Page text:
Sādhanā, literally "a means of accomplishing something", is an ego-transcending spiritual practice. It includes a variety of disciplines in Hindu, Buddhist, Jain and Sikh traditions that are followed in order to achieve various spiritual or ritual objectives.
In particular, sādhanā can refer to a tantric liturgy or liturgical manual, that is, the instructions to carry out a ritual.
The historian N. Bhattacharyya provides a working definition of the benefits of sādhanā as follows:
Religious sādhanā, which both prevents an excess of worldliness and molds the mind and disposition (bhāva) into a form which develops the knowledge of dispassion and non-attachment. Sādhanā is a means whereby bondage becomes liberation.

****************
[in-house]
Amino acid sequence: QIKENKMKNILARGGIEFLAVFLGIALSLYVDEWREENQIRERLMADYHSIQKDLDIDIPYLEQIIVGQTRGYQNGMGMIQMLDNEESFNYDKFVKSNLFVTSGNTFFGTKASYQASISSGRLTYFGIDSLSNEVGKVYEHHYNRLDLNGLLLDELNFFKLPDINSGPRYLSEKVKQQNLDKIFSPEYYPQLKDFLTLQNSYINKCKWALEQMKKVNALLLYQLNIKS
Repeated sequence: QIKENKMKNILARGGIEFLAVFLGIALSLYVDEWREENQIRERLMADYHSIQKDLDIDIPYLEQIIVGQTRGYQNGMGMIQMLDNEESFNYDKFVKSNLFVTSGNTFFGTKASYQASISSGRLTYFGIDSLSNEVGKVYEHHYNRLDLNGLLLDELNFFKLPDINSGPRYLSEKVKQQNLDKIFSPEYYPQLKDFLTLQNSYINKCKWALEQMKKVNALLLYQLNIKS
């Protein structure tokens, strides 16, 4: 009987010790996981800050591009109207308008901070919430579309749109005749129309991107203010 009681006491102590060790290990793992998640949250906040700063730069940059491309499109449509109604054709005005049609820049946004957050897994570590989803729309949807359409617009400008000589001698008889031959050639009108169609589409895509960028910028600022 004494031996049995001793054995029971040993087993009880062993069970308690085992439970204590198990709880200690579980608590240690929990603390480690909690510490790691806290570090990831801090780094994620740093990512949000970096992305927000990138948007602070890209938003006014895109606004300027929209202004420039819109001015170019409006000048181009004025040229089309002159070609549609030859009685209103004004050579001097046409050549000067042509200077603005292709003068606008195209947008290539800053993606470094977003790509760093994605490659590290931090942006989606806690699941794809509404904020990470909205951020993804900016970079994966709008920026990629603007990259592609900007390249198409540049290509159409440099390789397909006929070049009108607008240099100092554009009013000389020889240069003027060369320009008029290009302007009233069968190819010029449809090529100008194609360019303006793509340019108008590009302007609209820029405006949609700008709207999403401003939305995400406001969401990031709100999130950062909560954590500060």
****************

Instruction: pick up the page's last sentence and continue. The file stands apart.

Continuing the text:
Iyengar (1993: p. 22) in his English translation of and commentary to the Yoga Sutras of Patanjali defines sādhanā in relation to abhyāsa and kriyā:
Sādhanā is a discipline undertaken in the pursuit of a goal. Abhyāsa is repeated practice performed with observation and reflection. Kriyā, or action, also implies perfect execution with study and investigation. Therefore, sādhanā, abhyāsa, and kriyā all mean one and the same thing. A sādhaka, or practitioner, is one who skillfully applies...mind and intelligence in practice towards a spiritual goal.
Example via www.ramdass.org: Making it Sacred
Example via www.mindpodnetwork.com: The Teacher by Chogyam Trungpa